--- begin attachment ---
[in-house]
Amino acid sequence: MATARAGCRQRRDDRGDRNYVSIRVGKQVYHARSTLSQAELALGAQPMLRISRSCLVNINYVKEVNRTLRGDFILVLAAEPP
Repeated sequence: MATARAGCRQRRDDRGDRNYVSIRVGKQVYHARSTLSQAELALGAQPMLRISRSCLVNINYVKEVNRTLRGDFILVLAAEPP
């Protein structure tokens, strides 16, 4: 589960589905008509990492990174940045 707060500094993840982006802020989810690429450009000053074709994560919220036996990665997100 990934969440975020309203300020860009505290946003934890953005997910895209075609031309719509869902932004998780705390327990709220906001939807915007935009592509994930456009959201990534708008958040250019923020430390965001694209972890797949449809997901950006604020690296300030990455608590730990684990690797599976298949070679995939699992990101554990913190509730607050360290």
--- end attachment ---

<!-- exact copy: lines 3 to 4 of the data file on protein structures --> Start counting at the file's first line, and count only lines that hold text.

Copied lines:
Repeated sequence: MATARAGCRQRRDDRGDRNYVSIRVGKQVYHARSTLSQAELALGAQPMLRISRSCLVNINYVKEVNRTLRGDFILVLAAEPP
């Protein structure tokens, strides 16, 4: 589960589905008509990492990174940045 707060500094993840982006802020989810690429450009000053074709994560919220036996990665997100 990934969440975020309203300020860009505290946003934890953005997910895209075609031309719509869902932004998780705390327990709220906001939807915007935009592509994930456009959201990534708008958040250019923020430390965001694209972890797949449809997901950006604020690296300030990455608590730990684990690797599976298949070679995939699992990101554990913190509730607050360290």